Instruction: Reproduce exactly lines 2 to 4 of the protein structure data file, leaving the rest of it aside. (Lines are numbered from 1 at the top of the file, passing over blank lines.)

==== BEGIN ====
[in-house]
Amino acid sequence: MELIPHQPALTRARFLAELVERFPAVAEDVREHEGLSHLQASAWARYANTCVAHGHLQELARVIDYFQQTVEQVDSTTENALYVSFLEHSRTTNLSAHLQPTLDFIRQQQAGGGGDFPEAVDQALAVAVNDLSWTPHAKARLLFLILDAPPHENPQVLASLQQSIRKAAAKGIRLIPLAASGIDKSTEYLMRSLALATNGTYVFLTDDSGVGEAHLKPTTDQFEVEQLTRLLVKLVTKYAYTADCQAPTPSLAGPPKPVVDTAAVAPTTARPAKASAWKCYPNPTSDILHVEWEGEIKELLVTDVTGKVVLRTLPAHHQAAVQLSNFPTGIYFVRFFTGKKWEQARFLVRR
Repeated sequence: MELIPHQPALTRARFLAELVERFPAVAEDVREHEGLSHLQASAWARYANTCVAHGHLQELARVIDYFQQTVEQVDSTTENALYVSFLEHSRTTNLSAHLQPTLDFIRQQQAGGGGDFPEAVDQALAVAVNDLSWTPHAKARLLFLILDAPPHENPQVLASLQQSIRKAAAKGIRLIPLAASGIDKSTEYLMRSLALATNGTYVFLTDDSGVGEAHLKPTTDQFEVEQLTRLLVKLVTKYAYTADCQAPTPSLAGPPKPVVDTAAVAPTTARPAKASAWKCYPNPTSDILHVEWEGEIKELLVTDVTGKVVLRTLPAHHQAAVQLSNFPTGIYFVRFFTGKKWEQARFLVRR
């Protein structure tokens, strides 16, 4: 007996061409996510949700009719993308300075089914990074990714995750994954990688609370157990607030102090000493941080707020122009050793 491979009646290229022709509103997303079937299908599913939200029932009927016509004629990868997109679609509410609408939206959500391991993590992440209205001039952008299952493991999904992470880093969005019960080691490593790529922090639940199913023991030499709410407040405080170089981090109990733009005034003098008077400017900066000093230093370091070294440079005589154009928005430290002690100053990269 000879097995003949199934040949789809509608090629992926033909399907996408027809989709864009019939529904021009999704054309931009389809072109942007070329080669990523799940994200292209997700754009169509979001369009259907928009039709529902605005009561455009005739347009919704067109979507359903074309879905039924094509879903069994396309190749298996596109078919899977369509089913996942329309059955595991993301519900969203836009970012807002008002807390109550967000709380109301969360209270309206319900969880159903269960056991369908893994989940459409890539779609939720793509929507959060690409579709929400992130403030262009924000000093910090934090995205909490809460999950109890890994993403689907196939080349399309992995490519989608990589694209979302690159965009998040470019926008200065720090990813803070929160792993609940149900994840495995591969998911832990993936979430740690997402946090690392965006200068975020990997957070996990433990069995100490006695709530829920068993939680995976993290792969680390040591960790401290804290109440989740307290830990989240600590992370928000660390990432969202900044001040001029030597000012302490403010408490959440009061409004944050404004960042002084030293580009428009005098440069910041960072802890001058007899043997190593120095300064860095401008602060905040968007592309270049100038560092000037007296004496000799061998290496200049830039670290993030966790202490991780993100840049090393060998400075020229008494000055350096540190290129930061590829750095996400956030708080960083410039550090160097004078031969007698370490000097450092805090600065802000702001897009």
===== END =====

Amino acid sequence: MELIPHQPALTRARFLAELVERFPAVAEDVREHEGLSHLQASAWARYANTCVAHGHLQELARVIDYFQQTVEQVDSTTENALYVSFLEHSRTTNLSAHLQPTLDFIRQQQAGGGGDFPEAVDQALAVAVNDLSWTPHAKARLLFLILDAPPHENPQVLASLQQSIRKAAAKGIRLIPLAASGIDKSTEYLMRSLALATNGTYVFLTDDSGVGEAHLKPTTDQFEVEQLTRLLVKLVTKYAYTADCQAPTPSLAGPPKPVVDTAAVAPTTARPAKASAWKCYPNPTSDILHVEWEGEIKELLVTDVTGKVVLRTLPAHHQAAVQLSNFPTGIYFVRFFTGKKWEQARFLVRR
Repeated sequence: MELIPHQPALTRARFLAELVERFPAVAEDVREHEGLSHLQASAWARYANTCVAHGHLQELARVIDYFQQTVEQVDSTTENALYVSFLEHSRTTNLSAHLQPTLDFIRQQQAGGGGDFPEAVDQALAVAVNDLSWTPHAKARLLFLILDAPPHENPQVLASLQQSIRKAAAKGIRLIPLAASGIDKSTEYLMRSLALATNGTYVFLTDDSGVGEAHLKPTTDQFEVEQLTRLLVKLVTKYAYTADCQAPTPSLAGPPKPVVDTAAVAPTTARPAKASAWKCYPNPTSDILHVEWEGEIKELLVTDVTGKVVLRTLPAHHQAAVQLSNFPTGIYFVRFFTGKKWEQARFLVRR
């Protein structure tokens, strides 16, 4: 007996061409996510949700009719993308300075089914990074990714995750994954990688609370157990607030102090000493941080707020122009050793 491979009646290229022709509103997303079937299908599913939200029932009927016509004629990868997109679609509410609408939206959500391991993590992440209205001039952008299952493991999904992470880093969005019960080691490593790529922090639940199913023991030499709410407040405080170089981090109990733009005034003098008077400017900066000093230093370091070294440079005589154009928005430290002690100053990269 000879097995003949199934040949789809509608090629992926033909399907996408027809989709864009019939529904021009999704054309931009389809072109942007070329080669990523799940994200292209997700754009169509979001369009259907928009039709529902605005009561455009005739347009919704067109979507359903074309879905039924094509879903069994396309190749298996596109078919899977369509089913996942329309059955595991993301519900969203836009970012807002008002807390109550967000709380109301969360209270309206319900969880159903269960056991369908893994989940459409890539779609939720793509929507959060690409579709929400992130403030262009924000000093910090934090995205909490809460999950109890890994993403689907196939080349399309992995490519989608990589694209979302690159965009998040470019926008200065720090990813803070929160792993609940149900994840495995591969998911832990993936979430740690997402946090690392965006200068975020990997957070996990433990069995100490006695709530829920068993939680995976993290792969680390040591960790401290804290109440989740307290830990989240600590992370928000660390990432969202900044001040001029030597000012302490403010408490959440009061409004944050404004960042002084030293580009428009005098440069910041960072802890001058007899043997190593120095300064860095401008602060905040968007592309270049100038560092000037007296004496000799061998290496200049830039670290993030966790202490991780993100840049090393060998400075020229008494000055350096540190290129930061590829750095996400956030708080960083410039550090160097004078031969007698370490000097450092805090600065802000702001897009």